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Celebrate Shark Week Every Week

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Shark Week comes but once a year, and we're marking the occasion with a feeding frenzy of shark-related content from around the Museum. From fossils to models to the latest research surrounding these iconic oceanic predators, whenever you're here, you can live every week like it's Shark Week. 

Whale shark
Whale sharks often feed passively, by swimming with their large mouths open. 
Jon Hanson

In the Milstein Hall of Ocean Life, you can start a shark tour of the Museum at the whale shark model. Though they can grow up to an astounding 40 feet in length, the largest living sharks are gentle giants—like baleen whales, these animals are filter feeders, dining passively on meals that float the ocean currents, such as fish eggs, zooplankton, and tiny crustaceans known as krill. To learn more about these sharks, visit our full-length article here.

Megalodon fossil jaw is suspended from the ceiling in the Museum's Hall of Vertebrate Origins.
See fossilized Carcharodon megalodon teeth in the Hall of Vertebrate Origins.

Gigantic sharks weren't always such laid back leviathans, though. In the Hall of Vertebrate Origins on the fourth floor, you can check out the jaws of Carcharodon megalodon. Dwarfing today's great white sharks, these giant predators roamed Earth's oceans 10 million years ago.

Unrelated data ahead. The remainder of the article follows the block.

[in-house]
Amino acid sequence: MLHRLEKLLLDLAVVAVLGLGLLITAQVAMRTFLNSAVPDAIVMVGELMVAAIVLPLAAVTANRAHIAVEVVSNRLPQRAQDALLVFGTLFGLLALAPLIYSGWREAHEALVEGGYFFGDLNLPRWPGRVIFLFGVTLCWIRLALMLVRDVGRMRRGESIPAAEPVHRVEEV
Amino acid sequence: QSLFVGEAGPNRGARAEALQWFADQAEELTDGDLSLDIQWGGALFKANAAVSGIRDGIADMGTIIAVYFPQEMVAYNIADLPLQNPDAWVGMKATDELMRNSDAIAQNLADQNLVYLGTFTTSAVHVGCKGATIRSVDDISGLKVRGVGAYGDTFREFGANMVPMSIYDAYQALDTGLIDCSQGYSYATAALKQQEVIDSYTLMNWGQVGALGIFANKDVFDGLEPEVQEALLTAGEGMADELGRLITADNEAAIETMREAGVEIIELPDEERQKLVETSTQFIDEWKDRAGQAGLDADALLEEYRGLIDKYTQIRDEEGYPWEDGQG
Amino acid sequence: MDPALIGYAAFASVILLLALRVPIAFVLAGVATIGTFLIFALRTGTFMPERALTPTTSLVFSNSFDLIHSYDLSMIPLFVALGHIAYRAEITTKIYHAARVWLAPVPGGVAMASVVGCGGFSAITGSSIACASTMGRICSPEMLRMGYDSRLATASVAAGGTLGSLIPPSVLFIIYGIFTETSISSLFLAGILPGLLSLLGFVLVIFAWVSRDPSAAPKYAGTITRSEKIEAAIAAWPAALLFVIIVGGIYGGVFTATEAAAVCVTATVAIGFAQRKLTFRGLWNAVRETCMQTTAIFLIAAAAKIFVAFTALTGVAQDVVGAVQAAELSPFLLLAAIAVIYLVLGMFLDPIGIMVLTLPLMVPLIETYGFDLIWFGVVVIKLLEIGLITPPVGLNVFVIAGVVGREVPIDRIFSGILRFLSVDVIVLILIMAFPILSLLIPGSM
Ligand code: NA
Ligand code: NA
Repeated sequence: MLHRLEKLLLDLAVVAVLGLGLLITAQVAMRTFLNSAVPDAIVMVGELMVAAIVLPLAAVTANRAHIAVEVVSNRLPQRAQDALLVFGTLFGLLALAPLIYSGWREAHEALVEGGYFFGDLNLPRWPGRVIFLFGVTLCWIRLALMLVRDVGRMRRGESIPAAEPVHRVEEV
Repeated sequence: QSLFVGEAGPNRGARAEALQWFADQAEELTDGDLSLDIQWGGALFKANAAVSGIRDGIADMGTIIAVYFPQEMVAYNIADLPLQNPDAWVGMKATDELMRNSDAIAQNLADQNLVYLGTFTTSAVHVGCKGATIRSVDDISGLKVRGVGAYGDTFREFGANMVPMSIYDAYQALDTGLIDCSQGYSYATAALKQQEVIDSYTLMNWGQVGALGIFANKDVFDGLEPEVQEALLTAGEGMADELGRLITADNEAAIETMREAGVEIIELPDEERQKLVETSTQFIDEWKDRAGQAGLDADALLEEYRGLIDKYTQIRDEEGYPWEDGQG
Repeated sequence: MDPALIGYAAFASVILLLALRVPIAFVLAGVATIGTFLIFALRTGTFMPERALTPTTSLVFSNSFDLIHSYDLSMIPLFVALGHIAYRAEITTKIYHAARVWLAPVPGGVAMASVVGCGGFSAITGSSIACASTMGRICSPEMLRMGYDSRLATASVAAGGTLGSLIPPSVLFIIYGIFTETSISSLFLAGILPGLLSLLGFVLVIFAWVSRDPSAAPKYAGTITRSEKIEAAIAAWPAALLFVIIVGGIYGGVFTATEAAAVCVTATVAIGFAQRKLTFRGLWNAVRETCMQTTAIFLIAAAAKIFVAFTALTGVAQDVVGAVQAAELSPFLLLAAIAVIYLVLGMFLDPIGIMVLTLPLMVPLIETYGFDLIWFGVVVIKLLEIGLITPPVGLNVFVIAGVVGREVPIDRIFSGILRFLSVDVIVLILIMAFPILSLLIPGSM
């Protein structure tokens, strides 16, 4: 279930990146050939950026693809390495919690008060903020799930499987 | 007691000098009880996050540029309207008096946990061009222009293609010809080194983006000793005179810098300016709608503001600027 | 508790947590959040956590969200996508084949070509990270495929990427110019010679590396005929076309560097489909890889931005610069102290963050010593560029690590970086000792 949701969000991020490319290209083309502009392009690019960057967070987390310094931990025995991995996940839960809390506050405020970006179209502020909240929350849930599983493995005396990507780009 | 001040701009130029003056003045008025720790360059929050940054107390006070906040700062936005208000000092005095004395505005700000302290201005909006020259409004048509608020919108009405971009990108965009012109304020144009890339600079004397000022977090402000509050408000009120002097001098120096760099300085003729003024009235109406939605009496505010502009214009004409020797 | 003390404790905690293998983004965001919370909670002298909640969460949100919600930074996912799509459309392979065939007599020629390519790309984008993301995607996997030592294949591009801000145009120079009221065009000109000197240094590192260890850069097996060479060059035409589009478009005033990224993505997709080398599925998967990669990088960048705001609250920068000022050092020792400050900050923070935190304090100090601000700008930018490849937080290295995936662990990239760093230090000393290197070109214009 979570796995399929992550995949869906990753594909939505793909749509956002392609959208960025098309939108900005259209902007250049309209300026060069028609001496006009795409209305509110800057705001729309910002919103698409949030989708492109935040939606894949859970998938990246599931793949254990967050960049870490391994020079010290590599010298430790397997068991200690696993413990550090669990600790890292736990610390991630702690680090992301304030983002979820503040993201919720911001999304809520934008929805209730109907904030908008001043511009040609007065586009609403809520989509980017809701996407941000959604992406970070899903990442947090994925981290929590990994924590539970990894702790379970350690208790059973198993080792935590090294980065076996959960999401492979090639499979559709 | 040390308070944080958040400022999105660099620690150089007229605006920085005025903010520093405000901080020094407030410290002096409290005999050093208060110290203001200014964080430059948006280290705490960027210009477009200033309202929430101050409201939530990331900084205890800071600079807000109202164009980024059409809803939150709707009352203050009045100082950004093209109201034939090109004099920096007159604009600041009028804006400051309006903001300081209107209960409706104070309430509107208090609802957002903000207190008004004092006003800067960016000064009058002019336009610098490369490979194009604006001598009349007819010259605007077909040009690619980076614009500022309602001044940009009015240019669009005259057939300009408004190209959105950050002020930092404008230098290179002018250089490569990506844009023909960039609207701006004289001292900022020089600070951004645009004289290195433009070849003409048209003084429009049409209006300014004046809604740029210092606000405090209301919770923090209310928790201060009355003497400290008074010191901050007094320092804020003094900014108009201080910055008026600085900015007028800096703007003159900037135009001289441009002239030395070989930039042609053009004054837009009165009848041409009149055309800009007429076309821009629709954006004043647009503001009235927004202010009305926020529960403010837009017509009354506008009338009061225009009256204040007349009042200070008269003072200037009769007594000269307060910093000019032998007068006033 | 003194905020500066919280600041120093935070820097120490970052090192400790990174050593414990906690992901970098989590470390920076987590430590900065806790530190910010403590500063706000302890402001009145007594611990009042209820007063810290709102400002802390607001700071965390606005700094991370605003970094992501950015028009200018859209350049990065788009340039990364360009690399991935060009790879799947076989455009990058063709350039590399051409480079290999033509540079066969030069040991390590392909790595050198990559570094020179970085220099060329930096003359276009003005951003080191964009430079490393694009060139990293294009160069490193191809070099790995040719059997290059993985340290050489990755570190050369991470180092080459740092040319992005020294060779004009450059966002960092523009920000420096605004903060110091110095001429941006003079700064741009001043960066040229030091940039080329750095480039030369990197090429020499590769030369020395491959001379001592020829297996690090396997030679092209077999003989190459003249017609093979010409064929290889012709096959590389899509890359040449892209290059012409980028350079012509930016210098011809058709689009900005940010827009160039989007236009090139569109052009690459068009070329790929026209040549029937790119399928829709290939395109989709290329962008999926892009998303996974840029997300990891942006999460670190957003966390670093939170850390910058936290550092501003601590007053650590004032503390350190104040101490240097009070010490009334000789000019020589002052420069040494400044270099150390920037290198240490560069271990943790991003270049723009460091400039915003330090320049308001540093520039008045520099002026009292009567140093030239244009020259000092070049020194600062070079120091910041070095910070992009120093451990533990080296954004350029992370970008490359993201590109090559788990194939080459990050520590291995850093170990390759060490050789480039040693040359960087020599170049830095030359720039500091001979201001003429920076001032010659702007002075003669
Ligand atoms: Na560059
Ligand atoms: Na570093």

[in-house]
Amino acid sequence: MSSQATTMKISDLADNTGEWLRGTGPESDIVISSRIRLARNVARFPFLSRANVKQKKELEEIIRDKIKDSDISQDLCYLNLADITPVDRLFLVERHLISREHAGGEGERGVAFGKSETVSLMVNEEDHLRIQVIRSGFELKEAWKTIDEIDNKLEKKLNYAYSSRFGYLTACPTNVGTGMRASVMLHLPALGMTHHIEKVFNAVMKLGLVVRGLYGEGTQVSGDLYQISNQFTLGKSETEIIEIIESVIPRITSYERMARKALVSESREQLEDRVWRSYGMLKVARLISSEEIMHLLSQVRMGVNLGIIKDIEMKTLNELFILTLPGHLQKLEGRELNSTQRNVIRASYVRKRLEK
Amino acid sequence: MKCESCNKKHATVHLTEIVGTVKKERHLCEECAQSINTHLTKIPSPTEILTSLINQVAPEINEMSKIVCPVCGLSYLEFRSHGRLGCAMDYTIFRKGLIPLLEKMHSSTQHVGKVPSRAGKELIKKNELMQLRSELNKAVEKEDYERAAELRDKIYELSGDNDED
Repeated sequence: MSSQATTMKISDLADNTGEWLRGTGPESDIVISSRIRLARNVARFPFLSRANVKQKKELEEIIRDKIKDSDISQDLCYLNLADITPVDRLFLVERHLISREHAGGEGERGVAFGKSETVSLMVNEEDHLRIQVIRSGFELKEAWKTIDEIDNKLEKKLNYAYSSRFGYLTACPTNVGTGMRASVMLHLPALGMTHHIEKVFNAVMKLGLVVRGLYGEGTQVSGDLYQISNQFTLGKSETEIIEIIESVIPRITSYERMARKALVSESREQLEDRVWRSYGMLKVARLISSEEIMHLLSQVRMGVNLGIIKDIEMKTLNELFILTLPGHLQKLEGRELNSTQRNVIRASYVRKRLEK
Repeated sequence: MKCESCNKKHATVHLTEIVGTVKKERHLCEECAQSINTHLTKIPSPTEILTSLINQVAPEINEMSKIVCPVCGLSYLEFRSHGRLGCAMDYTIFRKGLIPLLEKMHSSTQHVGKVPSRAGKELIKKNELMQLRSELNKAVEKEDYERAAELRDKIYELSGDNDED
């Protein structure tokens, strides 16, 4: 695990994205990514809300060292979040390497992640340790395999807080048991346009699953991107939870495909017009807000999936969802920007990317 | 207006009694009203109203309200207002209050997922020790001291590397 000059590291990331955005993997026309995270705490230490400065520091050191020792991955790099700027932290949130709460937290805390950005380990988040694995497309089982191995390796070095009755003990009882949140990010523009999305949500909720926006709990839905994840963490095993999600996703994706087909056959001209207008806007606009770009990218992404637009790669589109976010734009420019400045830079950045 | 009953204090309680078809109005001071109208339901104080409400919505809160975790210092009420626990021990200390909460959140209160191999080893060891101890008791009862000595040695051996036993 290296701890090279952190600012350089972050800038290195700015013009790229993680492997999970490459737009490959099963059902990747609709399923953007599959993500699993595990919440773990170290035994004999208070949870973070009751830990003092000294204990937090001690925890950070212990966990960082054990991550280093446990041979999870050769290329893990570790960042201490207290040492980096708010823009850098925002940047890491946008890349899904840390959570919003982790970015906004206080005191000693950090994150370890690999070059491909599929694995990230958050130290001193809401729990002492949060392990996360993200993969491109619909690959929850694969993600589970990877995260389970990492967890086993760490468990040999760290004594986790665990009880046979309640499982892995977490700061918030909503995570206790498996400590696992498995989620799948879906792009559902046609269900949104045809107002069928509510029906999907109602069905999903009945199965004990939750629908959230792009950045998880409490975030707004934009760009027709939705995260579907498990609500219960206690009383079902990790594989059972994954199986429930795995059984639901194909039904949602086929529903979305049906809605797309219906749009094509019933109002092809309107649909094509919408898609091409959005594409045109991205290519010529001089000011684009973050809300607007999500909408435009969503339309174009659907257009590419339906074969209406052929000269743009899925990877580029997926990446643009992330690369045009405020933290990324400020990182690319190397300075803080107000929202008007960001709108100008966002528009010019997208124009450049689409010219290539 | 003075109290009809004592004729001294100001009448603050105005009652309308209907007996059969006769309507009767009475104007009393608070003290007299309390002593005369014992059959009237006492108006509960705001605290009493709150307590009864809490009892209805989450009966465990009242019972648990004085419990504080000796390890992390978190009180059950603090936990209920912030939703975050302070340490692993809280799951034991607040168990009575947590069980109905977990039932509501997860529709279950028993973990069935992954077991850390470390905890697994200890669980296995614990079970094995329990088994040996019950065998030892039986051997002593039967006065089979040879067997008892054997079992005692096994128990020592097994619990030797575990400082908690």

While they have a reputation as vicious predators, sharks can also be prey. Demand for shark fin soup has been on the rise in recent years, contributing to a higher demand for shark fins around the world and putting numerous species under pressure from hunters. The video above from Science Bulletins shows how researchers are tracking the trade behind this controversial cuisine.

A catshark shown biofluorescing in green.
Researchers have discovered that fluorescence helps catsharks like this swellshark (Cephaloscyllium ventriosum) see each other—and may even offer them a way to communicate.
© J. Sparks, D. Gruber, and V. Pieribone

Not all sharks are most notable for their predatory instincts, though. Curator John Sparks in the Museum's Department of Ichthyology recently authored a paper on species including catsharks and swellsharks. Sparks and his colleagues investigated the biofluorescent properties of these small sharks, which absorb light and re-emit is as a different color, causing them to shine in neon hues when viewed with a specialized lens.

Enjoy Shark Week, everyone!